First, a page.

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links for 2009-11-29

Why Are Good Macro Policies Political Losers?

First of all, three points to serve as background:

  • From the day after the collapse of Lehman Brothers, the policies followed by the U.S. Treasury and the U.S. Federal Reserve and the U.S. administrations have been very helpful. They have been good ones. The alternative--standing back and watching the markets deal with the situation--would have gotten us a much higher unemployment rate than we have now. Credit easing by the Fed and support of the banking system by the Fed and the Treasury have significantly helped the economy: have kept things from getting much worse.

  • The fact that investment bankers did not go bankrupt last December and are profiting immensely this year is a side issue. Each extra percentage point of unemployment lasting for two years costs us $400 billion. A recession twice as deep as the one we have had would have cost us as a country some $2 trillion--and cost the world as a whole four times as much. In that scale and context the bonuses of Goldman Sachs are rounding error. And any attempt to make investment bankers suffer more last fall and winter would have put the entire support operation at risk: as Federal Reserve Vice Chair Don Kohn said, ensuring that a few thousands investment bankers receive their just financial punishment is a non-starter when attempts to do so put the jobs of millions of Americans--and tens of millions outside the United States--at risk.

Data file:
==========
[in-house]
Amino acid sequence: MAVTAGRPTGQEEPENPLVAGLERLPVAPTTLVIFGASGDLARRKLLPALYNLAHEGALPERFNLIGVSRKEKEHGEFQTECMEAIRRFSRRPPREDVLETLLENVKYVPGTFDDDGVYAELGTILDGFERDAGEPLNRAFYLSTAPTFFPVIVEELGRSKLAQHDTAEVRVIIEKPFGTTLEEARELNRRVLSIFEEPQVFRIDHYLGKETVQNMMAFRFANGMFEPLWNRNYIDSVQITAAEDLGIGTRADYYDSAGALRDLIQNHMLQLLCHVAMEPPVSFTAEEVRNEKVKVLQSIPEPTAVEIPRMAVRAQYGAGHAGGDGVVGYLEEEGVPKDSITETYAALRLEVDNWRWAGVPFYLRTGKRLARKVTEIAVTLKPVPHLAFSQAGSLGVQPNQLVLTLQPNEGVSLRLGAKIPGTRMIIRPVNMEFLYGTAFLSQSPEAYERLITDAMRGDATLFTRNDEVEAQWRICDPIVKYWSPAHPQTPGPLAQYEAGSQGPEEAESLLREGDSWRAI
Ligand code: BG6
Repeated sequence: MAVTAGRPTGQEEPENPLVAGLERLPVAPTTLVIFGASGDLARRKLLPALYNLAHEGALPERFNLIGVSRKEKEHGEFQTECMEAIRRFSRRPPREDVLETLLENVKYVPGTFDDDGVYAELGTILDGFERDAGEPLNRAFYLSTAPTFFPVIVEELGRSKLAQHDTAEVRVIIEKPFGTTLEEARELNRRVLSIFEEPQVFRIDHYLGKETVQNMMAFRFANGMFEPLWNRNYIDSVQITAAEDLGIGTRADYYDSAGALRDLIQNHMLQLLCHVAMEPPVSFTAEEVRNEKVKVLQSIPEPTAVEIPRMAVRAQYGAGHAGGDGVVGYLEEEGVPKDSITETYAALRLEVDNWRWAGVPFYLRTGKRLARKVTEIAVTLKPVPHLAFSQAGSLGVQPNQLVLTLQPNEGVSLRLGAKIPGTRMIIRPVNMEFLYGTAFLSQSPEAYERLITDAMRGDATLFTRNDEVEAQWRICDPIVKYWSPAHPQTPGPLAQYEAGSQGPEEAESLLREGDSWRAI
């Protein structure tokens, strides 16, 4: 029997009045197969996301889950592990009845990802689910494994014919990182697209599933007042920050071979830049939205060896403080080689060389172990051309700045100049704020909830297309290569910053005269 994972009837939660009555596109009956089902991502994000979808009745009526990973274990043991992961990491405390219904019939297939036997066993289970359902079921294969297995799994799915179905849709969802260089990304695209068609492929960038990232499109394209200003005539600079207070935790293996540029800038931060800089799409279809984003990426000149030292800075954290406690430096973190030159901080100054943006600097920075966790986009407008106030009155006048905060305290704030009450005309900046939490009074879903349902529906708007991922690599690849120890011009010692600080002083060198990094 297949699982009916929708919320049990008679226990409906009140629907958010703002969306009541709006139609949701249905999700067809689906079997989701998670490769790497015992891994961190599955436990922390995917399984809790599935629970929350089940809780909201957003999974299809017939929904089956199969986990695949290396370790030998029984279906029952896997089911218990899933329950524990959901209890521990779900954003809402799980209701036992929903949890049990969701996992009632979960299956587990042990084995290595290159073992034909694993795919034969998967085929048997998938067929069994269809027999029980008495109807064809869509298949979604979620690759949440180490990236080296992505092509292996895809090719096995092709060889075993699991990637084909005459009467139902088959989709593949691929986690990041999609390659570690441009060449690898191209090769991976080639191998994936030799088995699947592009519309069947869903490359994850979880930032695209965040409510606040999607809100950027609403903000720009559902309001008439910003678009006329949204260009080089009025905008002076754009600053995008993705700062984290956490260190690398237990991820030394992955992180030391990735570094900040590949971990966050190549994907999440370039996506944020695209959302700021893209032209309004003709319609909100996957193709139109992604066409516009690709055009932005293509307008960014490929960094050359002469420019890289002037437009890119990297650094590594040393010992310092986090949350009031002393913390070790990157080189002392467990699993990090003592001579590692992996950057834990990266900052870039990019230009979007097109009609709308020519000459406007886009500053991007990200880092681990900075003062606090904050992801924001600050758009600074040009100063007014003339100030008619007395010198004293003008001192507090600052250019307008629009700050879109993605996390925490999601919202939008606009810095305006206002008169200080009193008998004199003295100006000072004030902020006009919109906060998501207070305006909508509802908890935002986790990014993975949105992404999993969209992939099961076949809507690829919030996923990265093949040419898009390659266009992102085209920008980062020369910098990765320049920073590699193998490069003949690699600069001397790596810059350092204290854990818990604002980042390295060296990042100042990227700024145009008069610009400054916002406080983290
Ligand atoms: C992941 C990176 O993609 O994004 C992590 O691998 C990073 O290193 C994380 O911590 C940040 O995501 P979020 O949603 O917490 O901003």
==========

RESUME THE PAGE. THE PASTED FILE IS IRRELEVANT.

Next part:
• The Obama administration's fiscal boost program has also significantly helped the economy: aid to impacted states has been a big win, the jury is still out on the effect of the tax cuts in the stimulus, and the flow of government spending on a whole variety of relatively useful causes is in train and is boosting production and employment in the same way that everyone's boost to spending boosts production and employment. And the cost of carrying the extra debt incurred is extraordinarily low: $12 billion a year of extra taxes would be enough to finance the fiscal boost program at current interest rates, and for that cost American taxpayers will get an extra $1 trillion of produced goods and services and employment will be higher by about ten million job-years.